Friday, November 6, 2015

Why Knowing it All Makes you Dumber . . .
A difference exists between confidence and arrogance - between being well-informed and believing you have all the answers.  Why are we so reluctant to say, "I don't know"?  Or, "I'll have to check on that"?  Instead, when pushed into a corner or pressed for more information, we succumb to a recency bias and blurt out anything we can recall on the topic at hand.  Regardless of whether the information we are spouting is correct or not - we only say it because it is the most easily accessible information our brain can provide at the moment - we feel the need to sound informed.  Or, more likely, we have a fear of being regarded as uninformed or, worse yet, unprepared. 

Volunteering the most recent information that comes to mind may get us out of a temporary pickle, but it will catch up eventually.  The problem is, once something comes out of our mouth, we own it; we tend to believe and defend it even more than before the statement was made.  The vicious cycle continues with confirmation bias, where we now begin to search only for information that supports our position, building additional mental support for a stance that we were once not really sure we even agreed with.

The better option?  Admit you don't know.  A while ago, I had read Jim Paul's, "What I Learned Losing A Million Dollars".  The book mainly revolves around commodities trading, but the psychological lessons can be applied to all walks of life.  Paul writes of an analogy from Ayn Rand, which I had previously discussed in "The Power of Silence":

"Philosopher-novelist Ayn Rand was asked one time in a radio interview whether she thought gun-control laws violated the Second Amendment right to bear arms.  'I don't know,' she responded, 'I haven't thought about it.'  And she said it in a manner as though it was the most natural thing in the world not to have an answer or opinion.  Now here is one of the towering geniuses of the twentieth century and the architect of an entire philosophical system saying, 'I don't know.'"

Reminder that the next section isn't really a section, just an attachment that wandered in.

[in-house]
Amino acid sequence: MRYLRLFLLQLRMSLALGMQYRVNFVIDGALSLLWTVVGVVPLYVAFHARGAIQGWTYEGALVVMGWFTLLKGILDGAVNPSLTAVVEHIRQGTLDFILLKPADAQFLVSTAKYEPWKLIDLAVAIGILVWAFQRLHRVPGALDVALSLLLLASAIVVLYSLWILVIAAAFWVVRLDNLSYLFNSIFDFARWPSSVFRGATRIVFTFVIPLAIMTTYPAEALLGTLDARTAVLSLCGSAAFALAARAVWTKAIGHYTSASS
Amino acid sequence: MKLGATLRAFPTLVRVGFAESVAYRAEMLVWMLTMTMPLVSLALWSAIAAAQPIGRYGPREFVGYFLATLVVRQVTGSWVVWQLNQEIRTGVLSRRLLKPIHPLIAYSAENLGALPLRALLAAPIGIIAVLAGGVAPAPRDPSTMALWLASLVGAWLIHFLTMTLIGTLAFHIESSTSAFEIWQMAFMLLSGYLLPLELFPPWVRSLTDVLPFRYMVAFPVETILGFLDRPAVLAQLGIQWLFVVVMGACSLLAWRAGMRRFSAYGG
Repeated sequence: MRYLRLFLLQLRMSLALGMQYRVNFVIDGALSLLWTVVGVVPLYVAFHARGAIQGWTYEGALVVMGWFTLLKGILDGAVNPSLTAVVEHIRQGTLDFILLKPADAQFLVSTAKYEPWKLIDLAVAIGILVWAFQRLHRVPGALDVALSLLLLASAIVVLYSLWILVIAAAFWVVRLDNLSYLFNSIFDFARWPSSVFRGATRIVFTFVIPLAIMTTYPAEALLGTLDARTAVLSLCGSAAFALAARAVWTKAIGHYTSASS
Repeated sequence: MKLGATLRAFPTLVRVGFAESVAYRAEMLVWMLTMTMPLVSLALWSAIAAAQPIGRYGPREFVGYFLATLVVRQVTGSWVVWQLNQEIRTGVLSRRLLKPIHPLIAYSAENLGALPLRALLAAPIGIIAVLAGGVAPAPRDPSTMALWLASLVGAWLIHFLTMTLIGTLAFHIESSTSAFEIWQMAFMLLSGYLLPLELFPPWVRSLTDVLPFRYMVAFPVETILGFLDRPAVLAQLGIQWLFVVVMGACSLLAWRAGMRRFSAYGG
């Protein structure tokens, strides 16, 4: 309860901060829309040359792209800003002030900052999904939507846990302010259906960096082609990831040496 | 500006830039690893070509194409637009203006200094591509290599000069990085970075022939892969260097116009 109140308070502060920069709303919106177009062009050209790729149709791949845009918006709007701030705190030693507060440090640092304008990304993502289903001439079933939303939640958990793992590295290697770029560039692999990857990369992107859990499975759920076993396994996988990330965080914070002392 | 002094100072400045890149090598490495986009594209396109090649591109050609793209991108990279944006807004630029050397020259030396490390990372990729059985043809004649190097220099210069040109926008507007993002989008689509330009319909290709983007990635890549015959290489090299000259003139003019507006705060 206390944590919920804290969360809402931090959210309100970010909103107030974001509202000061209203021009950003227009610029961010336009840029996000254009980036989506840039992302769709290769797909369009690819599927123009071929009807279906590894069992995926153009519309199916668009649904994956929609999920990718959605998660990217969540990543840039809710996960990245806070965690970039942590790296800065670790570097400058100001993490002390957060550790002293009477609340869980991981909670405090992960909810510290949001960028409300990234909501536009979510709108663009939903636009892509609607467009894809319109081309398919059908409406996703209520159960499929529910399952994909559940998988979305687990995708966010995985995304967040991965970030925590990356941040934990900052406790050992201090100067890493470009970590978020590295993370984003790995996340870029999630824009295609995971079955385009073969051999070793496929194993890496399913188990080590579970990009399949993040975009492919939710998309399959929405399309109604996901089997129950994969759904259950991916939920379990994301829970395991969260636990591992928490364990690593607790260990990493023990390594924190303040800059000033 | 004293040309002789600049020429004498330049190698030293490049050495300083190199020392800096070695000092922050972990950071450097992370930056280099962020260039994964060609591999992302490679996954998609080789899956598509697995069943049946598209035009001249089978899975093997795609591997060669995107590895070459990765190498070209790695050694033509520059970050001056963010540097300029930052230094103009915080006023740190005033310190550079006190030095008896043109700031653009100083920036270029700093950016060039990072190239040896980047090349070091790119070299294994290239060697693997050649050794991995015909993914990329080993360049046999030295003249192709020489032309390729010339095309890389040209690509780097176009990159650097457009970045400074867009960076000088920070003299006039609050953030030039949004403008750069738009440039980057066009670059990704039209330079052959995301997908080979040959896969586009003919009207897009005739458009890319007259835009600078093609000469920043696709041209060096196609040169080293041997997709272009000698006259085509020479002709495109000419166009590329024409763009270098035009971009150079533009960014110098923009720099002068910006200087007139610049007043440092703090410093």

She didn't have a stance and she didn't feel the need to take an uniformed one to impress the interviewer and listeners.  Wouldn't it be nice if our politicians would be so humble?  When asked one of the bizarre questions candidates are likely to encounter throughout a presidential nomination run, wouldn't it be refreshing if one simply stated, "I currently don't have the resources to have an educated discussion on that topic right now.  However, if I am elected to the White House, I will certainly surround myself with the most knowledgeable, well-informed scholars on the topic, so as to ensure a proper objective decision can be reached."

Another bias rears its ugly head post-event.  The insecure fall victim to the hindsight bias - "I knew it all along."  "Oh, that answer was obvious."  Instead of using these experiences as a learning opportunity, we spend too much time justifying a stance that, in the scheme of things, is irrelevant.  10 minutes from now, who cares if you knew an answer?  Does your street-cred really increase if you regurgitate some useless piece of information in front of your friends at happy hour?  All it does is make you look ego-driven.

Avoid falling into the "Know it all trap" and the associated cognitive biases by avoiding personalizing situations.  If you catch yourself reaching into the depths of your brain for facts to support something you think you believe, take a step back and ask questions instead.  Stay objective.  Learn something.  It's not about showing that you know it all, it's about learning as much as you can.  You'll be much more factually informed and better off in the long run!


  1. I enjoyed the reflection on confirmation bias and the Ayn Rand reference. She had a huge impact on me during my college years as I discovered and devoured all her books. The Fountain Head and Atlas Shrugged are works of art for those that can receive her message.

    With that I proving that I was right in reading her books and aligning myself with bloggers that see the world as I do? Much like my step-father that would watch Fox News 24x7 if he could, to prove why his philosophy, actions, and opinions are the correct ones.

    I am a "work in progress" attempting to listen instead of speak, not always needing to prove I am right. I need to consider that often I may be completely wrong.

    Enjoyed the post!

  2. Thanks for stopping by, Bryan! Glad you enjoyed the post. These biases are prevalent in everything we do. They define how we think and, in turn, who we are. I think a thorough understanding of them would help people make better decisions throughout their lives, but there really isn't THAT much written on them. I think a short course on them would be beneficial to any college major regardless of discipline. But being aware of them is a huge first step. Very few have probably mastered them to the point where they are no longer affected when making decisions. In that sense, we are all "works in progress".